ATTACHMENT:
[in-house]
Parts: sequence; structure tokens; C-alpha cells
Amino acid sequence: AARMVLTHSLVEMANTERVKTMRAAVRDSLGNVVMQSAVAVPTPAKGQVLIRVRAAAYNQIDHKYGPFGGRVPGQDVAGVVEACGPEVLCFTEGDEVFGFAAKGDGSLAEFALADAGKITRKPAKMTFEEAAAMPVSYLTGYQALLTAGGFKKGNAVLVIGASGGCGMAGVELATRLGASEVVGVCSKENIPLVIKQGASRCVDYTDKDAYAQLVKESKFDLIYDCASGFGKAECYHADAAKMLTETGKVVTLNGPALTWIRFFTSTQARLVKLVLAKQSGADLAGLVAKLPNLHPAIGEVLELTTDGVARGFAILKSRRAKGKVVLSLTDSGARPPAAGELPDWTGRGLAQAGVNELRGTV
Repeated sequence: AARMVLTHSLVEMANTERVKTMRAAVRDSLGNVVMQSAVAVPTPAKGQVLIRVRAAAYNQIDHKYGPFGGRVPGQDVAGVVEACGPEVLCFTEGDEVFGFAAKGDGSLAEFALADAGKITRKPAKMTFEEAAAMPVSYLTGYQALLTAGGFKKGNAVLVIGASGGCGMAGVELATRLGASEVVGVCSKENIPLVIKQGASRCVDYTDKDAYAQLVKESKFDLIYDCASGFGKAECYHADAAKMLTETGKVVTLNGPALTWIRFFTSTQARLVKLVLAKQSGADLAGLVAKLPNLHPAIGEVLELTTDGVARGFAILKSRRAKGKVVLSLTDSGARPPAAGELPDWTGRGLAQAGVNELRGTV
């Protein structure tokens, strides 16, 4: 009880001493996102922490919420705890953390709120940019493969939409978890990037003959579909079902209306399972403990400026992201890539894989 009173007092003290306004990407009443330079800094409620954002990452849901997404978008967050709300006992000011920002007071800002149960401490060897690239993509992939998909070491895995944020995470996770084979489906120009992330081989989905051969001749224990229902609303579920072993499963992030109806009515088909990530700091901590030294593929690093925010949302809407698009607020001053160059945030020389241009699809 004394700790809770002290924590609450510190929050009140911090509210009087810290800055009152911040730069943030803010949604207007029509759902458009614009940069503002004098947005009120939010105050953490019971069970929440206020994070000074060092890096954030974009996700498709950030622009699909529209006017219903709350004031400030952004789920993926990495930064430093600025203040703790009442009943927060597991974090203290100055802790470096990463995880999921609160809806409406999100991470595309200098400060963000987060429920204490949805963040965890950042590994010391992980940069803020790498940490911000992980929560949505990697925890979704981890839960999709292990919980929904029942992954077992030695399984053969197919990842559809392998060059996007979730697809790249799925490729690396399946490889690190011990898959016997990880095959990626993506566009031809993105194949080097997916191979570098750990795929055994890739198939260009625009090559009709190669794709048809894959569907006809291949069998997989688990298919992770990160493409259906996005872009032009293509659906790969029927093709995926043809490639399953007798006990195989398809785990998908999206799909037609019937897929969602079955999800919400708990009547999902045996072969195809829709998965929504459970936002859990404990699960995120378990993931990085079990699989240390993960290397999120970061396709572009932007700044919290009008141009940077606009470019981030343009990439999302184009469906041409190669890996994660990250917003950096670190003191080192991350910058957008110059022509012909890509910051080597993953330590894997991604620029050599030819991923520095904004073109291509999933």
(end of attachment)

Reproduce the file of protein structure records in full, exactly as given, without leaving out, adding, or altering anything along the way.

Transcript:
[in-house]
Parts: sequence; structure tokens; C-alpha cells
Amino acid sequence: AARMVLTHSLVEMANTERVKTMRAAVRDSLGNVVMQSAVAVPTPAKGQVLIRVRAAAYNQIDHKYGPFGGRVPGQDVAGVVEACGPEVLCFTEGDEVFGFAAKGDGSLAEFALADAGKITRKPAKMTFEEAAAMPVSYLTGYQALLTAGGFKKGNAVLVIGASGGCGMAGVELATRLGASEVVGVCSKENIPLVIKQGASRCVDYTDKDAYAQLVKESKFDLIYDCASGFGKAECYHADAAKMLTETGKVVTLNGPALTWIRFFTSTQARLVKLVLAKQSGADLAGLVAKLPNLHPAIGEVLELTTDGVARGFAILKSRRAKGKVVLSLTDSGARPPAAGELPDWTGRGLAQAGVNELRGTV
Repeated sequence: AARMVLTHSLVEMANTERVKTMRAAVRDSLGNVVMQSAVAVPTPAKGQVLIRVRAAAYNQIDHKYGPFGGRVPGQDVAGVVEACGPEVLCFTEGDEVFGFAAKGDGSLAEFALADAGKITRKPAKMTFEEAAAMPVSYLTGYQALLTAGGFKKGNAVLVIGASGGCGMAGVELATRLGASEVVGVCSKENIPLVIKQGASRCVDYTDKDAYAQLVKESKFDLIYDCASGFGKAECYHADAAKMLTETGKVVTLNGPALTWIRFFTSTQARLVKLVLAKQSGADLAGLVAKLPNLHPAIGEVLELTTDGVARGFAILKSRRAKGKVVLSLTDSGARPPAAGELPDWTGRGLAQAGVNELRGTV
């Protein structure tokens, strides 16, 4: 009880001493996102922490919420705890953390709120940019493969939409978890990037003959579909079902209306399972403990400026992201890539894989 009173007092003290306004990407009443330079800094409620954002990452849901997404978008967050709300006992000011920002007071800002149960401490060897690239993509992939998909070491895995944020995470996770084979489906120009992330081989989905051969001749224990229902609303579920072993499963992030109806009515088909990530700091901590030294593929690093925010949302809407698009607020001053160059945030020389241009699809 004394700790809770002290924590609450510190929050009140911090509210009087810290800055009152911040730069943030803010949604207007029509759902458009614009940069503002004098947005009120939010105050953490019971069970929440206020994070000074060092890096954030974009996700498709950030622009699909529209006017219903709350004031400030952004789920993926990495930064430093600025203040703790009442009943927060597991974090203290100055802790470096990463995880999921609160809806409406999100991470595309200098400060963000987060429920204490949805963040965890950042590994010391992980940069803020790498940490911000992980929560949505990697925890979704981890839960999709292990919980929904029942992954077992030695399984053969197919990842559809392998060059996007979730697809790249799925490729690396399946490889690190011990898959016997990880095959990626993506566009031809993105194949080097997916191979570098750990795929055994890739198939260009625009090559009709190669794709048809894959569907006809291949069998997989688990298919992770990160493409259906996005872009032009293509659906790969029927093709995926043809490639399953007798006990195989398809785990998908999206799909037609019937897929969602079955999800919400708990009547999902045996072969195809829709998965929504459970936002859990404990699960995120378990993931990085079990699989240390993960290397999120970061396709572009932007700044919290009008141009940077606009470019981030343009990439999302184009469906041409190669890996994660990250917003950096670190003191080192991350910058957008110059022509012909890509910051080597993953330590894997991604620029050599030819991923520095904004073109291509999933």